EU Three to offer Iran nuclear incentives next week, US stands firm on demands
WASHINGTON (AFP) Oct 15, 2004
Britain, France and Germany told the United States on Friday they will offer Iran incentives next week to persuade it to halt uranium enrichment activities that could be used to make nuclear weapons in a bid to avoid a showdown over UN sanctions.
The so-called "EU Three" will offer the package of inducements as a November 25 deadline looms for Iran to comply with International Atomic Energy Agency demands to suspend the uranium enrichment work and come clean about its nuclear ambitions or be referred to the UN Security Council for possible sanctions, the State Department said.
"The EU Three have indicated they will be presenting their ideas to Iran next week," said Tom Casey, a spokesman for the State Department, where senior diplomats from the United States and other members of the Group of Eight industrialized nations discussed the topic.
Diplomatic sources say the European package would give Iran access to imported nuclear fuel and other perks in return for a total suspension of its own work on the nuclear fuel cycle.
However, US officials stressed that Washington had not endorsed the proposals and held firm to its position that Iran's past violations of its international commitments should be sent to the Security Council for action even if Tehran meets the deadline.
"The United States has long made clear its views that Iran's confirmed non-compliance with safeguard obligations must be reported by the IAEA board to the UN Security Council," Casey said. "We reaffirmed to our G8 partners that Iran should not be allowed to defy any longer the (IAEA) requirements," he said.
A senior US official said Friday's meeting had not produced any joint G8 decision on how to proceed with Iran which the United States accuses of secretly developing nuclear weapons under cover of a civilian atomic power program.
"They came, we saw and we conferred but we didn't decide on any new course of action," the official told AFP on condition of anonymity, adding that there was no "backsliding" on the IAEA deadline for Iran.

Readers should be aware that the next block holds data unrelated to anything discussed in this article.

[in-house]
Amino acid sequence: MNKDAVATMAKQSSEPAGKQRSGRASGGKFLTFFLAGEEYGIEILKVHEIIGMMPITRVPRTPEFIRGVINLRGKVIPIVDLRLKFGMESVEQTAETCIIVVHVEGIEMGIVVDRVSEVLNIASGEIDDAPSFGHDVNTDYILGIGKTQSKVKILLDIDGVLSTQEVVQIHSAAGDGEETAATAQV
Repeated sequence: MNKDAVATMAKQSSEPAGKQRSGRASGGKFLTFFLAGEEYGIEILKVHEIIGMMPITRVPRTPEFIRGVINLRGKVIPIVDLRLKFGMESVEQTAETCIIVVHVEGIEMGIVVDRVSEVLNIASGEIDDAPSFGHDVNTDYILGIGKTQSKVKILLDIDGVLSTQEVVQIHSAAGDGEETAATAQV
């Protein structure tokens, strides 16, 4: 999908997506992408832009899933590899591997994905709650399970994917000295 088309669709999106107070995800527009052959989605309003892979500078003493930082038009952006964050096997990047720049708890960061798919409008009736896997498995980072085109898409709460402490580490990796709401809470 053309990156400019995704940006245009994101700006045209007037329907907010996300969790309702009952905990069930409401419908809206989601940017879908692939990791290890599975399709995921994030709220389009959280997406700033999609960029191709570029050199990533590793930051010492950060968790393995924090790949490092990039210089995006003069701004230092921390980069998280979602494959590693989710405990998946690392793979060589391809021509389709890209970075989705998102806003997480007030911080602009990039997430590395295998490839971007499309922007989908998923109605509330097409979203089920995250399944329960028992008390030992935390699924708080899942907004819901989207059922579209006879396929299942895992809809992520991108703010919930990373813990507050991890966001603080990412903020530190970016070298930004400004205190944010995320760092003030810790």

"Iran has to fully comply by November and if they don't then we'll take appropriate steps," the official said. "Between now and then, the Europeans may have their ideas but that doesn't prejudice our position and what we think the course of action should be if they don't comply."
Iran insists its nuclear program is purely for civilian energy purposes but a top Iranian lawmaker said Thursday his country would bar international nuclear inspections if debate on its program moved to the UN Security Council as Washington wants.
Under terms of an accord signed late last year with Germany, France and Britain, Iran pledged to suspend uranium enrichment activities and accept unannounced inspections of its nuclear facilities.
However, it has since resumed work on centrifuges key to the enrichment process and backtracked on its commitment to inspections, claiming the Europeans have not made good on their end of the deal.
Deputy Secretary of State Richard Armitage and John Bolton, undersecretary of state for arms control and international security, represented the United States at Friday's meeting that included diplomats from the other G8 members -- Britain, Canada, France, Germany, Italy, Japan and Russia.
The meeting had been billed by the State Department as an opportunity to discuss and exchange ideas at which no decisions would be made, but diplomatic sources said it was also intended to demonstrate the international community's concern about Iran obtaining nuclear weapons.
US diplomats have said a softening of Washington's hardline policy against Tehran is not being considered, but analysts believe some incentives might be in the offing if Iran shows good will on the issue.
The sources said Washington is not likely to seek a more open dialogue with Tehran on the matter until after the November 2 presidential election here, rather than risk a political storm as voters head to the polls.
Democratic challenger John Kerry has berated President George W. Bush for failing to deal with Tehran while going to war with Iraq on faulty intelligence.
Examination of Iran's nuclear program by the UN Security Council would be a first step to imposing UN economic sanctions against the Islamic republic, something Russia, which has veto power at the council, is likely to oppose because of its deep economic ties with the country.All rights reserved. © 2005 Agence France-Presse. Sections of the information displayed on this page (dispatches, photographs, logos) are protected by intellectual property rights owned by Agence France-Presse. As a consequence, you may not copy, reproduce, modify, transmit, publish, display or in any way commercially exploit any of the content of this section without the prior written consent of Agence France-Presse.